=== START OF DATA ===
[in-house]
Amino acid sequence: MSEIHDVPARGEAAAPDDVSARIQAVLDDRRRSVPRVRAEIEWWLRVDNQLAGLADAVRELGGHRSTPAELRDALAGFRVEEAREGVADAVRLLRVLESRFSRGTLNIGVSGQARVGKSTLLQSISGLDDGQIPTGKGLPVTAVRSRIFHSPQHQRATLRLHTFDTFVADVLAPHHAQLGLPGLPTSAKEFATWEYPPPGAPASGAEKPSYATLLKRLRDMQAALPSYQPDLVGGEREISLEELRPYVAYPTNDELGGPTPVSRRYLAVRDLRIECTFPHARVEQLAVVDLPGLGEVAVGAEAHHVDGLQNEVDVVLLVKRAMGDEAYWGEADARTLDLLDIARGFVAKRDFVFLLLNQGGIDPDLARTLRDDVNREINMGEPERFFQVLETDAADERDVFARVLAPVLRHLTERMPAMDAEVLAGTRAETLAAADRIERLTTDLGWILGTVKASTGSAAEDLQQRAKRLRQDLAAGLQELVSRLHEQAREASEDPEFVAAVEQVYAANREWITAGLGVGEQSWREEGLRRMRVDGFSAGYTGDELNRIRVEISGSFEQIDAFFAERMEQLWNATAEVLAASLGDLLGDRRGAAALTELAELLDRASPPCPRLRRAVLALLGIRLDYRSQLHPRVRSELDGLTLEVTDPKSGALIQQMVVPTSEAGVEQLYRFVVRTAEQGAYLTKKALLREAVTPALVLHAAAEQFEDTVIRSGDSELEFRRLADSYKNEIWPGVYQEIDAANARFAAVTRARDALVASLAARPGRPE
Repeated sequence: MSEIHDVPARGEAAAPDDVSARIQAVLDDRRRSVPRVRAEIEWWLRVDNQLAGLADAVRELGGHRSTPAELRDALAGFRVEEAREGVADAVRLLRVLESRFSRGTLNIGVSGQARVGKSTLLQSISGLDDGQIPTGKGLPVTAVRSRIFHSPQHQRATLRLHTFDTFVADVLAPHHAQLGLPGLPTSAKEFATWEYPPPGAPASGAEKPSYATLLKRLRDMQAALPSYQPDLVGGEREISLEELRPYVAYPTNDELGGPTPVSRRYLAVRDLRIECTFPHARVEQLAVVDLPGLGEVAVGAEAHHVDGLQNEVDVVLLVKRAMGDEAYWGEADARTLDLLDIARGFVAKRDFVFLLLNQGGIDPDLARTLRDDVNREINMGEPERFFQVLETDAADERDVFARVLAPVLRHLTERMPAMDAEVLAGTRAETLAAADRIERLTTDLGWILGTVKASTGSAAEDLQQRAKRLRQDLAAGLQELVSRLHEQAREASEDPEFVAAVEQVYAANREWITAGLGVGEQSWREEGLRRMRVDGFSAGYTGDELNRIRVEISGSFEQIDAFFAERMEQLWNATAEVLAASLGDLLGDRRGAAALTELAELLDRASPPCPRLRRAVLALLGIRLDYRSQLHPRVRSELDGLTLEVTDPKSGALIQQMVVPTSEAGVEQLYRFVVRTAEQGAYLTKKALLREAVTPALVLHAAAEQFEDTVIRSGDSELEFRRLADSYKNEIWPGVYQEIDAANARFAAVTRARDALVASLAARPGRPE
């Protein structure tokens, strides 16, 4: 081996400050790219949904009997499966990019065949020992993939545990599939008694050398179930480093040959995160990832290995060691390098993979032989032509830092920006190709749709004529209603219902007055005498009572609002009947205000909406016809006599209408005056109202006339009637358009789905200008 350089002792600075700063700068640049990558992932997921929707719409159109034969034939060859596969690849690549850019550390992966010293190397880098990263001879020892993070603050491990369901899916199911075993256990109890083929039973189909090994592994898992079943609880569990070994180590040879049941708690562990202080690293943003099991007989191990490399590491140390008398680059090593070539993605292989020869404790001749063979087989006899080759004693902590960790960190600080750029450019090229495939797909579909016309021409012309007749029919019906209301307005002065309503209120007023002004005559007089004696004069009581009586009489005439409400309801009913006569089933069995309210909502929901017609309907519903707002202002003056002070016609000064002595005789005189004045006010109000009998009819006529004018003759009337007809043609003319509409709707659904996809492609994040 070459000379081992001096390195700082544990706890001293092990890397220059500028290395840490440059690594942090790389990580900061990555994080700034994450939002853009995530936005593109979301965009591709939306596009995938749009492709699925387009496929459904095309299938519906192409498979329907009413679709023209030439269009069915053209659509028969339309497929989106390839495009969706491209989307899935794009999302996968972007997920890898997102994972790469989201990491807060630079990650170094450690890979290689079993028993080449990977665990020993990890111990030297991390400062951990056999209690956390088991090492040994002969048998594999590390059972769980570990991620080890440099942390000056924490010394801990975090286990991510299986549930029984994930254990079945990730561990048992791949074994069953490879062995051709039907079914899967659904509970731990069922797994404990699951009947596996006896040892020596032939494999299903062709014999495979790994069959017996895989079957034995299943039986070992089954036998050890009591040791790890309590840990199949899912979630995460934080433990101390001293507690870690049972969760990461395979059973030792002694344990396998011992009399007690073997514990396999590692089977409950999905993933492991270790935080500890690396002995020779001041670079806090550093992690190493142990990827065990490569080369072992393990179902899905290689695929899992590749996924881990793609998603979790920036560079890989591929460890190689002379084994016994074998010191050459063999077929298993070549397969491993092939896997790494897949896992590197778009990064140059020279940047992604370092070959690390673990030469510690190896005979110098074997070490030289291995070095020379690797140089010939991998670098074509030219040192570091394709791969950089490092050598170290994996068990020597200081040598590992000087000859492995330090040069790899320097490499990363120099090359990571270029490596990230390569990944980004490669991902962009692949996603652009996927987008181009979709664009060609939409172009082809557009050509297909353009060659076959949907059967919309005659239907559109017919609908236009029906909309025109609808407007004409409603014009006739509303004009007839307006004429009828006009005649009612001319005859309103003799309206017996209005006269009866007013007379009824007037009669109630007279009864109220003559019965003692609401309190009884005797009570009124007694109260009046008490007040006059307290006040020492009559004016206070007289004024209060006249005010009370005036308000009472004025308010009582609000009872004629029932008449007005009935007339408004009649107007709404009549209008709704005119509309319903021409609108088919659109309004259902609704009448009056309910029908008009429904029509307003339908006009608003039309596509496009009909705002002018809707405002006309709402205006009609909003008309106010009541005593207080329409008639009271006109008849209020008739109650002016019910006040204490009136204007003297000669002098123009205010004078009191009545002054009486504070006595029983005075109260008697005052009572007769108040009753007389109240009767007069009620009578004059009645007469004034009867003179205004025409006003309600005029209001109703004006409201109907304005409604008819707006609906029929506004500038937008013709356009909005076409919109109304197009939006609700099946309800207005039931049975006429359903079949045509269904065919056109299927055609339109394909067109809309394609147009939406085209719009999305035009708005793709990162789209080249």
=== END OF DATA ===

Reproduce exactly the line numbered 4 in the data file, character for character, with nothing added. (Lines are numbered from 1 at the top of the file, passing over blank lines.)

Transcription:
């Protein structure tokens, strides 16, 4: 081996400050790219949904009997499966990019065949020992993939545990599939008694050398179930480093040959995160990832290995060691390098993979032989032509830092920006190709749709004529209603219902007055005498009572609002009947205000909406016809006599209408005056109202006339009637358009789905200008 350089002792600075700063700068640049990558992932997921929707719409159109034969034939060859596969690849690549850019550390992966010293190397880098990263001879020892993070603050491990369901899916199911075993256990109890083929039973189909090994592994898992079943609880569990070994180590040879049941708690562990202080690293943003099991007989191990490399590491140390008398680059090593070539993605292989020869404790001749063979087989006899080759004693902590960790960190600080750029450019090229495939797909579909016309021409012309007749029919019906209301307005002065309503209120007023002004005559007089004696004069009581009586009489005439409400309801009913006569089933069995309210909502929901017609309907519903707002202002003056002070016609000064002595005789005189004045006010109000009998009819006529004018003759009337007809043609003319509409709707659904996809492609994040 070459000379081992001096390195700082544990706890001293092990890397220059500028290395840490440059690594942090790389990580900061990555994080700034994450939002853009995530936005593109979301965009591709939306596009995938749009492709699925387009496929459904095309299938519906192409498979329907009413679709023209030439269009069915053209659509028969339309497929989106390839495009969706491209989307899935794009999302996968972007997920890898997102994972790469989201990491807060630079990650170094450690890979290689079993028993080449990977665990020993990890111990030297991390400062951990056999209690956390088991090492040994002969048998594999590390059972769980570990991620080890440099942390000056924490010394801990975090286990991510299986549930029984994930254990079945990730561990048992791949074994069953490879062995051709039907079914899967659904509970731990069922797994404990699951009947596996006896040892020596032939494999299903062709014999495979790994069959017996895989079957034995299943039986070992089954036998050890009591040791790890309590840990199949899912979630995460934080433990101390001293507690870690049972969760990461395979059973030792002694344990396998011992009399007690073997514990396999590692089977409950999905993933492991270790935080500890690396002995020779001041670079806090550093992690190493142990990827065990490569080369072992393990179902899905290689695929899992590749996924881990793609998603979790920036560079890989591929460890190689002379084994016994074998010191050459063999077929298993070549397969491993092939896997790494897949896992590197778009990064140059020279940047992604370092070959690390673990030469510690190896005979110098074997070490030289291995070095020379690797140089010939991998670098074509030219040192570091394709791969950089490092050598170290994996068990020597200081040598590992000087000859492995330090040069790899320097490499990363120099090359990571270029490596990230390569990944980004490669991902962009692949996603652009996927987008181009979709664009060609939409172009082809557009050509297909353009060659076959949907059967919309005659239907559109017919609908236009029906909309025109609808407007004409409603014009006739509303004009007839307006004429009828006009005649009612001319005859309103003799309206017996209005006269009866007013007379009824007037009669109630007279009864109220003559019965003692609401309190009884005797009570009124007694109260009046008490007040006059307290006040020492009559004016206070007289004024209060006249005010009370005036308000009472004025308010009582609000009872004629029932008449007005009935007339408004009649107007709404009549209008709704005119509309319903021409609108088919659109309004259902609704009448009056309910029908008009429904029509307003339908006009608003039309596509496009009909705002002018809707405002006309709402205006009609909003008309106010009541005593207080329409008639009271006109008849209020008739109650002016019910006040204490009136204007003297000669002098123009205010004078009191009545002054009486504070006595029983005075109260008697005052009572007769108040009753007389109240009767007069009620009578004059009645007469004034009867003179205004025409006003309600005029209001109703004006409201109907304005409604008819707006609906029929506004500038937008013709356009909005076409919109109304197009939006609700099946309800207005039931049975006429359903079949045509269904065919056109299927055609339109394909067109809309394609147009939406085209719009999305035009708005793709990162789209080249």